English and creative writing professor Carol Davison has produced three of the four books on the shortlist for the International Gothic Association’s Allan Lloyd Smith Prize for edited collections.
Awarded along with a prize for the best monograph, it’s the highest honour in the Gothic genre.
“I was told that this is a first — to have three books nominated by the same author,” Dr. Davison said. To have them all shortlisted is a real coup.
Davison’s The Gothic and Death, published in 2017, is a collection of 15 essays. It’s the first study of Gothic and death spanning the mid-18th century to the zombie and vampire fiction of today.
The Edinburgh Companion to Scottish Gothic, also published in 2017 and co-edited by Monica Germanà, contains essays written by some of the top Scottish Studies and Gothic Studies authors.
Global Frankenstein, co-edited by Marie Mulvey-Roberts, was published last year to mark the bicentenary of the publication of the Mary Shelley classic.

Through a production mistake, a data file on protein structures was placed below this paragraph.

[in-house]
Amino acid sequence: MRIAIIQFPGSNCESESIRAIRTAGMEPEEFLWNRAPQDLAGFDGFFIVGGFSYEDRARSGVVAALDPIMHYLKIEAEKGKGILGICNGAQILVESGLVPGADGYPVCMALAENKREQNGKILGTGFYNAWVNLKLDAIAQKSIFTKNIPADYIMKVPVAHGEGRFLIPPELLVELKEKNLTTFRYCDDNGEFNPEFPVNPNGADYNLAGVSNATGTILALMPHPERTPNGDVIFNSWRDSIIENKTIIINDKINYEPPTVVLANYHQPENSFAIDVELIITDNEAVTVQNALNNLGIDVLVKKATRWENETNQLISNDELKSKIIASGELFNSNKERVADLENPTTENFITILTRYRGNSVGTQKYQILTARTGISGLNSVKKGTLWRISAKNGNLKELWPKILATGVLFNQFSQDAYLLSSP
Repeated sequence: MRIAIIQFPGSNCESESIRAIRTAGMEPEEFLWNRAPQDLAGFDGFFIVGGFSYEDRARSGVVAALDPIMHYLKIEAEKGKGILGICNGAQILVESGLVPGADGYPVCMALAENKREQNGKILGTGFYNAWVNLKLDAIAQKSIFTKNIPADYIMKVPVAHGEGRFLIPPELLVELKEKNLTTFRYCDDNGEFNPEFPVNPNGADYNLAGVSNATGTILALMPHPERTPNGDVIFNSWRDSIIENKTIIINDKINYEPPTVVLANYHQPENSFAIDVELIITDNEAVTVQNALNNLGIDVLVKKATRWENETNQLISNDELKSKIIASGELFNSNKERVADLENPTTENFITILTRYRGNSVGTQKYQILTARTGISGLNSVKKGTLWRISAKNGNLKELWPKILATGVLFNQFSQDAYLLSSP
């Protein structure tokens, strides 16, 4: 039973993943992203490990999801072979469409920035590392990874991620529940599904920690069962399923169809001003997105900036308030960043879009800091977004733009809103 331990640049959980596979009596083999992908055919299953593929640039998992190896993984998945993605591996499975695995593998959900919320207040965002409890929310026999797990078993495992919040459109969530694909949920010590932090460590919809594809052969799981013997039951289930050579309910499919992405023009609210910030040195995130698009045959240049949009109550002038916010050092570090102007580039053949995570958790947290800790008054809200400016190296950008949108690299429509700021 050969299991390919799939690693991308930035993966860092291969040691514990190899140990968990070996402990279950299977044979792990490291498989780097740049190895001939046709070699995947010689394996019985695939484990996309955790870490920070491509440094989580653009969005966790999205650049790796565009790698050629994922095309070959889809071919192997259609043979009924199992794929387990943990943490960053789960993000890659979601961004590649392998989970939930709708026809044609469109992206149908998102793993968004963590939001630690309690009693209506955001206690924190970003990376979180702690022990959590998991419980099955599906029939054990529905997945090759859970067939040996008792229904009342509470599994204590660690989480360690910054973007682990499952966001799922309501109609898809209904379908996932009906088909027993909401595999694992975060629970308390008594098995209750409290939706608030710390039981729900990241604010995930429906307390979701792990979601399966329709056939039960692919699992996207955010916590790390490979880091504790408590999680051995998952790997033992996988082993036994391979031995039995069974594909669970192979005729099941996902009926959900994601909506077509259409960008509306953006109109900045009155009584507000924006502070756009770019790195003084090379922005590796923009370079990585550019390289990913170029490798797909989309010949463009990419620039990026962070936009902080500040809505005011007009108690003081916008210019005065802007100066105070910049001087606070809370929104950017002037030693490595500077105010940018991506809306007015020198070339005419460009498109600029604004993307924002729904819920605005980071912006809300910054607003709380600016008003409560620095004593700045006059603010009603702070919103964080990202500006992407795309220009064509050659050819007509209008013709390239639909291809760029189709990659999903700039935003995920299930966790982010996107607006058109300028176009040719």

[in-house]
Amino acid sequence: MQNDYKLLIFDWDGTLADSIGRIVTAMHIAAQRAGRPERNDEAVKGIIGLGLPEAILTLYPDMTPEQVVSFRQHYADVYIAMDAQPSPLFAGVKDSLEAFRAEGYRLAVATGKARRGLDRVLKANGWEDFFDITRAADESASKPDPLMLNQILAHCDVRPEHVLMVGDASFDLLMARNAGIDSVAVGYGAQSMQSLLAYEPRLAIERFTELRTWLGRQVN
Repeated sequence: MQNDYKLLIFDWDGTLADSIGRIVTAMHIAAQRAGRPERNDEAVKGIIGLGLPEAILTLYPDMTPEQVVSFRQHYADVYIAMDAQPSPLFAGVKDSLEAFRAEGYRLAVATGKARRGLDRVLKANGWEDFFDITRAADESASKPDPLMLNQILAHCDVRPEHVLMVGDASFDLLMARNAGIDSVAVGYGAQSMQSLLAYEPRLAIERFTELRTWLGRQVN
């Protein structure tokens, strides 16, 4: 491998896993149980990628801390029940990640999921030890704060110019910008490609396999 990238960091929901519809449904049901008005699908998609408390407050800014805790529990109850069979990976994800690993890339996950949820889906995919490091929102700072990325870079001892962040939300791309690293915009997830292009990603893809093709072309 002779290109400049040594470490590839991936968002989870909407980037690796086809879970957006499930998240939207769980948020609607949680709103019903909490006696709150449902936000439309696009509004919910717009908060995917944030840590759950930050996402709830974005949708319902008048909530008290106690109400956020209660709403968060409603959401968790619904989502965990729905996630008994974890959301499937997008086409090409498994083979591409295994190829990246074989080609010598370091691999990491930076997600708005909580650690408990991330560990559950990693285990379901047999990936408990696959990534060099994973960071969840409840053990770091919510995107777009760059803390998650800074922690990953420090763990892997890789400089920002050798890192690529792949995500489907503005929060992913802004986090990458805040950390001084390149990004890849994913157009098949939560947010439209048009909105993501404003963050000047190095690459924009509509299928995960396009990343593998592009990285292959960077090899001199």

Davison began work on the three books while on sabbatical in 2013. The volumes all contain her own chapters and she wrote or co-wrote the introductions.
The prize is in memory of the International Gothic Association’s founding president, who taught creative writing and literature at the University of East Anglia in England.
“I am very honoured to have reached this stage in the journey, especially because I knew Allan well and greatly admire his tremendous contributions to the field,” Davison said.
The winner will be announced at a conference which opens July 30 at Lewis University in Illinois.